It looks like some debates about Derrida are emerging once again. I don’t wish to ignite that fracas all over, but I was interested in something James over at Critical Animal says. James writes:
But still, this idea that Derrida was never invested in creating his own philosophical positions seem to either come from too narrow of a reading of Derrida, or too narrow of an idea of philosophy, or both. If you look at the ‘late’ Derrida, he is clearly trying to work out ideas of cosmopolitanism, friendship/fraternity, and hospitality. Frequently in a non-anthropocentric register. He did so both through recourse to other texts, but also through a profound number of insights of his own that were not mere textual glosses.
I haven’t read most of the posts in the current round of Derrida debates, but I was surprised by James’ remarks here. Are people really claiming that Derrida develops no philosophical position or that he only gives textual glosses? I’ve never thought such a thing. It’s always seemed to me that Derrida is making rather strong philosophical claims. To me it seems that Derrida’s core thesis is that reality is structured by the signifier for humans. At the heart of this claim are the two central theses of structuralist linguistics that 1) signifiers are differentially constituted (hence all the stuff about differance and the trace), and 2) that signifiers only refer to other signifiers. As Lacan articulated the latter point, “the signifier represents the subject for another signifier”. Within this framework, then, the referential function is undermined as language only refers to language, never to world. Derrida constantly explores the limits of language– hence his interest in Levinas –but only, it seems to me, as opening on to an Other that exceeds all possibility of being articulated in language.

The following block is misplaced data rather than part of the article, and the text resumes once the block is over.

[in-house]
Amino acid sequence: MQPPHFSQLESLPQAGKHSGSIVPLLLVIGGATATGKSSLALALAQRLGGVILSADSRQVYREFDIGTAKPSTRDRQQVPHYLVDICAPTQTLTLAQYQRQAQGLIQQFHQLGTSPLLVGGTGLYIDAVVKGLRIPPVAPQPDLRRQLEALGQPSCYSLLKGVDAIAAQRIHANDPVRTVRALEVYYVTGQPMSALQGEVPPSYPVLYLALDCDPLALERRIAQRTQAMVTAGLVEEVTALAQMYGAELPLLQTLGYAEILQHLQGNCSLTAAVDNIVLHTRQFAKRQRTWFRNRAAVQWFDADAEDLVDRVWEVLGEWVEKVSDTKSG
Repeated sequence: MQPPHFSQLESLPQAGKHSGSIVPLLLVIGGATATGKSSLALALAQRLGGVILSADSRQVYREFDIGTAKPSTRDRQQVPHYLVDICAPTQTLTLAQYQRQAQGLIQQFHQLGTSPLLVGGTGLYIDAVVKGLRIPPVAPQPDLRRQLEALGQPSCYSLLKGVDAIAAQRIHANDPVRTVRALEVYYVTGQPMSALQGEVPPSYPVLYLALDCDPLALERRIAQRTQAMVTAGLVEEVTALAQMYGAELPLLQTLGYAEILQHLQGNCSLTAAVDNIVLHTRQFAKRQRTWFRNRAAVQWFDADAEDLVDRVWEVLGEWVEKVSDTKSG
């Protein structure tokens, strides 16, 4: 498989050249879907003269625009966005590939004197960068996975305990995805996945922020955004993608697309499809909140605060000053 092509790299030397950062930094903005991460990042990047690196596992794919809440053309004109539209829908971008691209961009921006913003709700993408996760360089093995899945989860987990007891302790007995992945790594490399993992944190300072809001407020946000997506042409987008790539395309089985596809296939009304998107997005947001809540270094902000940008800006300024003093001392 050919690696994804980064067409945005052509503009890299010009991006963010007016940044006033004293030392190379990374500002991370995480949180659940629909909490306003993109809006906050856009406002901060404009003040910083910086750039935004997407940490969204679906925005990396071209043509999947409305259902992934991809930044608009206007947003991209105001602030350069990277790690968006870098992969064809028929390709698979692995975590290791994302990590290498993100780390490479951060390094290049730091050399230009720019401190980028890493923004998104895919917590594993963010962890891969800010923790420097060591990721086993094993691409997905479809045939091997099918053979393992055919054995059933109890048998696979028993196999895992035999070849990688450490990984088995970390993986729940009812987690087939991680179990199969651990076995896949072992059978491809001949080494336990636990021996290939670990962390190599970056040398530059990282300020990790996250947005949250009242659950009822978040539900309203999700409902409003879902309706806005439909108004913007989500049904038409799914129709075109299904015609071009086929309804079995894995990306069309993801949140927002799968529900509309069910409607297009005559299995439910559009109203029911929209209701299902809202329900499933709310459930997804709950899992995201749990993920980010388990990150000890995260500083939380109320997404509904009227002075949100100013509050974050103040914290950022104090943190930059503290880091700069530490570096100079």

Methodologically, the conclusion that follows from this is that talk about the world can only ever be talk about talk or language. This can take the form of the analysis of texts, of speech, of the semiotics of clothing, etc. But working in the background is always the thesis that reality is a signifying construction. To talk about an object such as the telephone on my desk is thus not to talk about my telephone, but about a signifying construction (here reference should be made to Derrida’s discussions of manifestation and phenomena vis a vis Peircian semiotics in Of Grammatology). So sure, Derrida talks about hospitality, cosmopolitanism, friendship/fraternity, etc. (whoever suggested otherwise), but isn’t this always on the horizon of a nominalism where reality is linguistically constructed and where we are inextricably trapped within language? Put a little bit differently, of course Derrida talks about objects all the time (coins, cats, dogs, weapons, etc), but he can do this because all of these objects are texts. His dialectic thus unfolds perpetually around a play between the trace of an Other perpetually withdrawing from language and unreachable and the text of being that’s a signifying construction. One operation consists in demonstrating how attempts to fix reference or presence are always undermined by the play of the signifier (“Parergon”, his reading of Kant’s third Critique is an exemplary example of this), while the other operation consists in marking the place or site of the always undetermined Other (the gift might take place, but if it does it will always be an event that takes place behind our backs, that can’t be anticipated, that can’t be known if it does happen, and that can’t be pinned down). The former operation ceaselessly reveals the manner in which signifier refers to signifiers, rather than a transcendental signified (a concept, form, essence, or universal apart from language) or referent (entities that exist independently of language). As a consequence, manifestation or phenomenality is an effect of this differential play of language or the signifier, not a being apart from language itself. The caveat, of course, is that there is always the possibility (which is simultaneously impossible) of a withdrawn Other. This really isn’t what Derrida is arguing?